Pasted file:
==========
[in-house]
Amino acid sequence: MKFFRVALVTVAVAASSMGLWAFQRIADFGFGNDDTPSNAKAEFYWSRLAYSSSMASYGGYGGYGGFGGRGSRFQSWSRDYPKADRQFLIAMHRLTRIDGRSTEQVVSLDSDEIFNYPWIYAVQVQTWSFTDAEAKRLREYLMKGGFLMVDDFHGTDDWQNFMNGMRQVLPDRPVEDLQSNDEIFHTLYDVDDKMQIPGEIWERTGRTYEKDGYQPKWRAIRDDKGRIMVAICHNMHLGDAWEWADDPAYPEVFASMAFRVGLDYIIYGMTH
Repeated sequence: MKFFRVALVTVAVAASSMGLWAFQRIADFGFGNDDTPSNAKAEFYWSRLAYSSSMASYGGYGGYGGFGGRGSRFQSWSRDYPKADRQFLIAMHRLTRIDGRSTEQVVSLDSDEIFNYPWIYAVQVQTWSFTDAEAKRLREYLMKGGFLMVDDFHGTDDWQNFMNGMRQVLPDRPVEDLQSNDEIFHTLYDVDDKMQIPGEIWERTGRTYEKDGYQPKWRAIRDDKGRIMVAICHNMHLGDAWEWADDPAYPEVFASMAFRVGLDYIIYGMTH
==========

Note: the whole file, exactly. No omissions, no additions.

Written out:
[in-house]
Amino acid sequence: MKFFRVALVTVAVAASSMGLWAFQRIADFGFGNDDTPSNAKAEFYWSRLAYSSSMASYGGYGGYGGFGGRGSRFQSWSRDYPKADRQFLIAMHRLTRIDGRSTEQVVSLDSDEIFNYPWIYAVQVQTWSFTDAEAKRLREYLMKGGFLMVDDFHGTDDWQNFMNGMRQVLPDRPVEDLQSNDEIFHTLYDVDDKMQIPGEIWERTGRTYEKDGYQPKWRAIRDDKGRIMVAICHNMHLGDAWEWADDPAYPEVFASMAFRVGLDYIIYGMTH
Repeated sequence: MKFFRVALVTVAVAASSMGLWAFQRIADFGFGNDDTPSNAKAEFYWSRLAYSSSMASYGGYGGYGGFGGRGSRFQSWSRDYPKADRQFLIAMHRLTRIDGRSTEQVVSLDSDEIFNYPWIYAVQVQTWSFTDAEAKRLREYLMKGGFLMVDDFHGTDDWQNFMNGMRQVLPDRPVEDLQSNDEIFHTLYDVDDKMQIPGEIWERTGRTYEKDGYQPKWRAIRDDKGRIMVAICHNMHLGDAWEWADDPAYPEVFASMAFRVGLDYIIYGMTH